This well-intentioned question just goes to show how tricky this natural space has become and how much mis-information is being tossed around.
Often times brands are using the phrase “chemical free” as another tactic in greenwashing — getting people to buy into an idea aimed at selling natural products that’s not real or even possible.
I immediately discount “chemical free” cosmetics brands untrustworthy
Does that shock you?
Let me explain why…
Every ingredient, natural or synthetic, is a chemical
Think back to your chemistry class and remember how two hydrogen and one oxygen atom form a molecule through a chemical bond to create the natural, life-sustaining substance we call “water”. [source]
Therefore, my friends, water is a chemical.
When people ask about chemical free cosmetics they are really expressing that their desire to avoid harsh synthetic ingredients that are toxic and carcinogenic.
That is so important to and I love that they are on the path of seeking out healthier skincare and makeup!
Unfortunately I see beauty companies promoting their natural-ness by saying they’re a brand of “chemical free” makeup, skin care or moisturizers – but but there’s no such thing!
The fact that these formulators are making such a claim is a red flag that they don’t understand basic chemistry, or that they’re fine with promoting a misnomer. Neither one is a good thing in my opinion.
A few years back I remember seeing that one of the green beauty world’s most loved brands, Josh Rosebrook, had the statement “chemical free” on the front of the packaging. Since I love Josh’s products and him personally, I asked if he could explain why he had “chemical free” on his bottles in the first place and later omitted that phrase.
Josh’s response was spot on!
I had ‘chemical free’ on my label in the early days for a few reasons. Back then ‘organic’ and ‘natural’ were overused and greenwashed (as they still are today).
At the time, people saw the word ‘chemical’ as meaning synthetic. The market didn’t really understand that everything is chemical.
I wanted to find a way to differentiate myself from brands that I call “hybrid” lines. Meaning the lines who use both synthetic chemicals and organic ingredients, yet market themselves as being natural and organic.I wanted to be known as an effective (safe) skin and hair care line, not an organic, natural skin and hair care line.
Once I had established myself as a clean line, I didn’t need to state it on the front anymore.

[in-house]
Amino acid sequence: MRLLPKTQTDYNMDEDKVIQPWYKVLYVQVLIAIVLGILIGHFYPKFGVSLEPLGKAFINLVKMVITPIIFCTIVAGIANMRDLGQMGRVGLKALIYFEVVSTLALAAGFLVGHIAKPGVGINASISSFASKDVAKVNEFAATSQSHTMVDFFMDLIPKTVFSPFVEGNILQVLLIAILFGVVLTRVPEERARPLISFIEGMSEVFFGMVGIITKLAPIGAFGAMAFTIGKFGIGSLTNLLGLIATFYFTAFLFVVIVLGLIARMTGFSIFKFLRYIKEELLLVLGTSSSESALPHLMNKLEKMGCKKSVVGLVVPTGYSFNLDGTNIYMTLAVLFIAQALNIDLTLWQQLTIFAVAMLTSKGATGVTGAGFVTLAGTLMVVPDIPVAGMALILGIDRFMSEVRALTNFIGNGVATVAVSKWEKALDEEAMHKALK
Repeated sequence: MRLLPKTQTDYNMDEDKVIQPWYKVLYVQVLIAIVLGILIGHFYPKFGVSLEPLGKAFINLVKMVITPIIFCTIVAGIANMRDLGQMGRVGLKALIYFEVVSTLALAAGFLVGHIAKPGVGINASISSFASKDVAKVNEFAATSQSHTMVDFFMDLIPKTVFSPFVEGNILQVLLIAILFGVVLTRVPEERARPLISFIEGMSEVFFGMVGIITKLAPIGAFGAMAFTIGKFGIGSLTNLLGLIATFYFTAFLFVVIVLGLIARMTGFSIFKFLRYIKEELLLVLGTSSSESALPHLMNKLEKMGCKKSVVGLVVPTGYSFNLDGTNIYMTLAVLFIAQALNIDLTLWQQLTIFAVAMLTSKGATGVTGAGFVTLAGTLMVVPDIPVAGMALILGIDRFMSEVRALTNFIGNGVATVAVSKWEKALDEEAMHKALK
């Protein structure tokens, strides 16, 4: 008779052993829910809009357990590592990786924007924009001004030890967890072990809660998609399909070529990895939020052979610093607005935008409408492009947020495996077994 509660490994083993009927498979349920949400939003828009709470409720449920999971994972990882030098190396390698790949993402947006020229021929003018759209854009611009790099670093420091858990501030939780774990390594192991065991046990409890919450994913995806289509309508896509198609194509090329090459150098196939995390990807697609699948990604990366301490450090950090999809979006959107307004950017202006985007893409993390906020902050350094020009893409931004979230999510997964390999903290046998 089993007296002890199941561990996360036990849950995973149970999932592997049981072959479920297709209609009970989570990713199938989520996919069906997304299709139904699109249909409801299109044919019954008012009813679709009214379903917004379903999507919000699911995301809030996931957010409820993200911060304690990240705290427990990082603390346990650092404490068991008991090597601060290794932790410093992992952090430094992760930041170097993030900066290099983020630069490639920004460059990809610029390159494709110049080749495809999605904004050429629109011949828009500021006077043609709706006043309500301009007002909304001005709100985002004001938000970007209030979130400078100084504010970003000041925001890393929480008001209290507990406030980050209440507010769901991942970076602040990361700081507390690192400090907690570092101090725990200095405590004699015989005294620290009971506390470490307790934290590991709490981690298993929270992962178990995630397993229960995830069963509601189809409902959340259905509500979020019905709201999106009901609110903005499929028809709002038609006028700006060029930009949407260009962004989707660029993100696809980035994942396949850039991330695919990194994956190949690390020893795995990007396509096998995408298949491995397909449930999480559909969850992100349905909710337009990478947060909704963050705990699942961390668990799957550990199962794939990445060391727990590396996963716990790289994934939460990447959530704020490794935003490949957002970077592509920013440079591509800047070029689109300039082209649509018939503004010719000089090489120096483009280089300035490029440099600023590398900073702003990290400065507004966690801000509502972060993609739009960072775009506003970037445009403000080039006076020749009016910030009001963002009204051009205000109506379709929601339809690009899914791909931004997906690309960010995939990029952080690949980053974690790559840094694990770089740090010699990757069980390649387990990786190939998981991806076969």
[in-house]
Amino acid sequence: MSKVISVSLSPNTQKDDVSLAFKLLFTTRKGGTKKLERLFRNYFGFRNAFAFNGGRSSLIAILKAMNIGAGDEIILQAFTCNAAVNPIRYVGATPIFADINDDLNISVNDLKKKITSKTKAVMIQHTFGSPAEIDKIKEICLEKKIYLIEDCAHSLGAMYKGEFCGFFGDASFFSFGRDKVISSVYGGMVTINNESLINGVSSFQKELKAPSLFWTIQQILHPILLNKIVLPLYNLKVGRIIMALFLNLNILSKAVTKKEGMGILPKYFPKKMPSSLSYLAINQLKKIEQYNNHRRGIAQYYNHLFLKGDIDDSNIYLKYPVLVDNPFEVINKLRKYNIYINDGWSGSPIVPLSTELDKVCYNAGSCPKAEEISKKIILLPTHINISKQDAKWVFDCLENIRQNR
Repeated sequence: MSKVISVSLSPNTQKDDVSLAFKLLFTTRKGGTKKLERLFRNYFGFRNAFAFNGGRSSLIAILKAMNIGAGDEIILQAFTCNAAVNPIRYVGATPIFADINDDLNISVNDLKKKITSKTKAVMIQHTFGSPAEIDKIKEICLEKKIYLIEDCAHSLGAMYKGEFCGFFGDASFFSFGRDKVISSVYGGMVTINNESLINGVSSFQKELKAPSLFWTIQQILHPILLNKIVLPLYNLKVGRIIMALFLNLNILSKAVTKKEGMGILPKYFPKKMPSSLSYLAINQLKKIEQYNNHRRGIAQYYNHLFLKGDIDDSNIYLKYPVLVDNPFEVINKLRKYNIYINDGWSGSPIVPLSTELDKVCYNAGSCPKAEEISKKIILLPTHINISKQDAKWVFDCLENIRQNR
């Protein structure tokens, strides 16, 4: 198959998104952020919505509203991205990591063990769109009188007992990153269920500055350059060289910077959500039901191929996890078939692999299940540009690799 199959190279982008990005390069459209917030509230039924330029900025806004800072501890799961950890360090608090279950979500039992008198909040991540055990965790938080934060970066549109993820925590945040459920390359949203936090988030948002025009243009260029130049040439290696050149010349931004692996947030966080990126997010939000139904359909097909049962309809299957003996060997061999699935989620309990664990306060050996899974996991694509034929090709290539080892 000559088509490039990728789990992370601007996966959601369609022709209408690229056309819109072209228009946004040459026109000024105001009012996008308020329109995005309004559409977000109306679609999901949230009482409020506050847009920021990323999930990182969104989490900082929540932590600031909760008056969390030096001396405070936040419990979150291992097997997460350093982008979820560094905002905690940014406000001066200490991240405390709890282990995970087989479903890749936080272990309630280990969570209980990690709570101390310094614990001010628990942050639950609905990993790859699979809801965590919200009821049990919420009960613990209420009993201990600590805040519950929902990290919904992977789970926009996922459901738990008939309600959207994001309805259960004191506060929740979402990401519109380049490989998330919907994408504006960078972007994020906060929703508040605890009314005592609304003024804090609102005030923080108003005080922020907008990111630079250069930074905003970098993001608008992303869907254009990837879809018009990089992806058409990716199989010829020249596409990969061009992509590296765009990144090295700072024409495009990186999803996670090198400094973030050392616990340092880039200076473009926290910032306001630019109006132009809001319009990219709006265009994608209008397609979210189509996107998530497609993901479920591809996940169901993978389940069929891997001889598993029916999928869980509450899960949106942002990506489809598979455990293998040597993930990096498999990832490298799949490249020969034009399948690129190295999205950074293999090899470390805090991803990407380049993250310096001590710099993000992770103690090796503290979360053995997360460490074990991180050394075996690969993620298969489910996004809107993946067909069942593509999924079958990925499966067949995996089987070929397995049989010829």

He went on to explain…
When people say “Oh, it has chemicals” as a reason to avoid purchasing a product, I don’t think they are necessarily uneducated or disingenuous. They are talking about harmful chemicals.
If you break it down, everyone understands that plants are made of chemicals and all reactions in the body are chemical. There is nothing to argue there.
It’s that chemical-free is not technically correct and the term “free of harmful chemicals” would be better.
The brands that are still saying it are not in touch with the level of education in the market today and or they are just being lazy with still using a phrase like “chemical free” OR they really don’t know technically which for brand is not ok…
In an industry where brands can get away with saying just about anything they want and get away with lying to the consumer through “greenwashing”, it’s even more important that you educate yourself on correct terminology.
And let’s be honest, what the heck does “ free of harmful chemicals” mean anyway? We’ll dive into that in another article soon.
Education. Education. Education.
For now, please start tweaking your language to omit the false phrase “chemical free” when shopping for beauty products.
Also become familiar with the ingredients GBT thinks are toxic and to be avoided. (Tip: The first 10 are the most important ones to pay attention to.)
Ultimately the movement for healthy beauty is in your hands, so let’s make sure we’re all saying the most accurate statements possible as we invite (and educate) people and brands to make changes.
So now I have a question for you…
After reading this, would you feel good about trusting your skin’s health and giving your money over to a brand that claims their cosmetics are chemical free?
Let me know in the comments below where you stand on this!
Feature photo by Hey Paul